- Japanese Security Policy—An Uncertain Future after Abe
Andrew Oros's recent book Japan's Security Renaissance: New Policies and Politics for the Twenty-First Century is a much-needed update on the recent changes in Japanese security policy. Described by Oros as addressing the period "from Abe to Abe," the book focuses on the policy evolution and institutional adjustments that have accompanied the changes in Japan's national security policymaking between 2006 and 2016. By providing detailed accounts of both domestic political shifts within Japan and external security developments, Japan's Security Renaissance analyzes the small and incremental steps that have cumulatively resulted in substantial changes in Japan's national security policymaking.
The book divides the "from Abe to Abe" years into two periods: 2006–12, which spans Shinzo Abe's first term as prime minister (2006–7), the transition of the ruling party from the Liberal Democratic Party (LDP) to the Democratic Party of Japan (DPJ) in 2009, and the end of DPJ rule in December 2012; and 2012–16, with Abe returning as prime minister and solidifying governance by a ruling coalition of the LDP and Komeito (the left-of-the-center political party supported by Soka Gakkai). In the discussion of the first period, Oros gives a much overdue acknowledgement to the changes in Japanese national security policy made under DPJ rule. Such changes include the 2010 National Defense Program Guidelines (NDPG) in which Japan took the first step toward reorienting its defense posture from that of a garrison state focused on a Soviet/Russian invasion attempt from Hokkaido to one with greater operational flexibility to address the requirements for the defense of remote islands in the southwestern part of Japan. This improved flexibility includes the "dynamic defense force" concept and the government's decision to apply the comprehensive exception to Japan's acquisition of F-35As from the "three principles of armed exports," which paved the way to establish the "three principles of defense equipment" in April 2014. It is often the case that the incumbent Abe government is wholly credited for the reorientation of Japan's defense posture and the relaxation of the weapon export rules. Oros sheds light on [End Page 178] the concrete groundwork that the DPJ government laid for these changes, which is often underappreciated.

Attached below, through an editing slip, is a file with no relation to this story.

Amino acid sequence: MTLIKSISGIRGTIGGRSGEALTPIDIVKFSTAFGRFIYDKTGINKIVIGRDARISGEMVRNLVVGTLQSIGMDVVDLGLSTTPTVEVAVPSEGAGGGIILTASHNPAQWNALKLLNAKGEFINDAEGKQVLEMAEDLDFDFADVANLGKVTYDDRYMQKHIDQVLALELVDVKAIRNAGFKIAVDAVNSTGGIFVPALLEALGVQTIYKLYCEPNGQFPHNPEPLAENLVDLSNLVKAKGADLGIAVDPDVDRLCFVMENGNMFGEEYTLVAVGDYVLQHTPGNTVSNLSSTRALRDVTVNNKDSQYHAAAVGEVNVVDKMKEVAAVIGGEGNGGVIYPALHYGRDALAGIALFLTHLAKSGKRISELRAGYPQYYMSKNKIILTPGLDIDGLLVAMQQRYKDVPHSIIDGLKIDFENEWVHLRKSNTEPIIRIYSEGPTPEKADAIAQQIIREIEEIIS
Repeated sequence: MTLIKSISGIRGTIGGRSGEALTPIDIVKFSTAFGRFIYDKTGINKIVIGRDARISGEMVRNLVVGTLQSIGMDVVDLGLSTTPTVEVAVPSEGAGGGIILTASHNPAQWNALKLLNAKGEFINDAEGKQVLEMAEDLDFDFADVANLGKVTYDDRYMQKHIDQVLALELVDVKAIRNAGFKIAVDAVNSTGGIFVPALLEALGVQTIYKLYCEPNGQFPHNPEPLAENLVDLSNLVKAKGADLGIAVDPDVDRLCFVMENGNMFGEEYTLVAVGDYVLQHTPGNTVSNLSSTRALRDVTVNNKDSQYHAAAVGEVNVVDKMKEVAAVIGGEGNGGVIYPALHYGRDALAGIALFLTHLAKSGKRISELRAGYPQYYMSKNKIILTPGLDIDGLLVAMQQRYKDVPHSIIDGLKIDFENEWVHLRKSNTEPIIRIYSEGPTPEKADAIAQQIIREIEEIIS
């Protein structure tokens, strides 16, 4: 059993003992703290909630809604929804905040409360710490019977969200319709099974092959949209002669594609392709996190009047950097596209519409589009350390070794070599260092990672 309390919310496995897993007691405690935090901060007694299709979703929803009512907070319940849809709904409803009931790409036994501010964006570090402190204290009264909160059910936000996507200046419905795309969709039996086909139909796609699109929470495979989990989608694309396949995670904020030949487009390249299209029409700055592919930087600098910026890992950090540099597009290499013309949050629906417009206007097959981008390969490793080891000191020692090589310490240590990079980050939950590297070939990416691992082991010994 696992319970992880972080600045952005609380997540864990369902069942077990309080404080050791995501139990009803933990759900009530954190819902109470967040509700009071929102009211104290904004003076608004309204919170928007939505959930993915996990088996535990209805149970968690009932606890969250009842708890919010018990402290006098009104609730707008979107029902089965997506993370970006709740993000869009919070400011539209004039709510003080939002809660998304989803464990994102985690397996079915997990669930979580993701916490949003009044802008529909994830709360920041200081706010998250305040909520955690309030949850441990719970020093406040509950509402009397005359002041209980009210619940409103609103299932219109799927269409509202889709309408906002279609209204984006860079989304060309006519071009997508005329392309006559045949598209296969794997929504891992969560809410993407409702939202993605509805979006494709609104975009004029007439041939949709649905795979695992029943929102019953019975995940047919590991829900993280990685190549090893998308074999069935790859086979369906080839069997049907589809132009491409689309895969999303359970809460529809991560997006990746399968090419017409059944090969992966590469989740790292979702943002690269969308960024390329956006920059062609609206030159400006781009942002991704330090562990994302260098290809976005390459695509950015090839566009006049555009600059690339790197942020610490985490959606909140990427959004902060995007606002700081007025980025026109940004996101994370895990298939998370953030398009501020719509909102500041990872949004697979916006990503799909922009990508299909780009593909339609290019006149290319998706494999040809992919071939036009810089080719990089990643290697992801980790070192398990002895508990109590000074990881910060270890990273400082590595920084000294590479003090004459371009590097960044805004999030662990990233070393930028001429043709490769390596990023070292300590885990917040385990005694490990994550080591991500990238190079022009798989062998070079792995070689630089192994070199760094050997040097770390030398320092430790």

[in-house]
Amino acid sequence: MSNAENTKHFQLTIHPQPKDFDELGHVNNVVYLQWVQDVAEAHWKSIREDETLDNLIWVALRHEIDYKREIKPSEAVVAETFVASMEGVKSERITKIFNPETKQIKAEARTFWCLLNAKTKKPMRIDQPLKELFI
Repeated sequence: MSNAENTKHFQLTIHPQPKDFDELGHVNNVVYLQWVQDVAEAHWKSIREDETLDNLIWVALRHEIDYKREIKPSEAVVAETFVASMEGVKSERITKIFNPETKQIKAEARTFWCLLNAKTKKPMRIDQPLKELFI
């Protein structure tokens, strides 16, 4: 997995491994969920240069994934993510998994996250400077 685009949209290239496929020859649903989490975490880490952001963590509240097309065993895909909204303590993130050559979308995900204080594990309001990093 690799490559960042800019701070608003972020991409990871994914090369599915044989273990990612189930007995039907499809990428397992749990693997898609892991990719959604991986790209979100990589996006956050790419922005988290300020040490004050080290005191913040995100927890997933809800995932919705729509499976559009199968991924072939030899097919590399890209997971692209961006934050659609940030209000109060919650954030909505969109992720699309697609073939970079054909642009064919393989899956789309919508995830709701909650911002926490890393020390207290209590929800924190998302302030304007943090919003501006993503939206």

In his discussion of the above two periods, Oros introduces three "historical legacies"—Japan's inability to reconcile with its neighbors over its behavior during World War II, the antimilitarist sentiment that emerged after the war and still persists strongly to date, and the complex nature of Japan's alliance with the United States—as the critical factors that set the parameters for Japan's national security policymaking (see chap. 2). In his discussion of the period between 2006 and 2012 in chapter 4, for example, Oros makes a convincing case that the DPJ leaders' initial desire to alter some of the fundamental principles of Japan's foreign policy, including equalizing Japan's relations with China and the United States, was frustrated by the complex nature of the U.S.-Japan alliance. In chapter 5, he illustrates the constraining power of another historical legacy—postwar antimilitarism in Japanese society—in his examination of the various concessions that Abe had to make in his efforts to reinterpret Article 9 of the constitution and the government's follow-on efforts to pass the new peace and security legislation.
The book's conceptual framework of the three historical legacies goes a long way in helping explain postwar Japan's security policy choices. The persistent antimilitarist sentiment and the resistance to any move by the government that could be perceived as limiting civil liberties have been on full display several times since Abe returned to power in December 2012. Protests against the Specially Designated Secrets Protection Law in December 2013 and large-scale demonstrations against the Peace and Security Legislation in 2015 show that such sentiment is so strong that even Abe has not been able to overcome it. I concur with Oros's assessment in his concluding chapter that the underlying forces he frames as historical legacies will continue to exert influence in limiting security policy...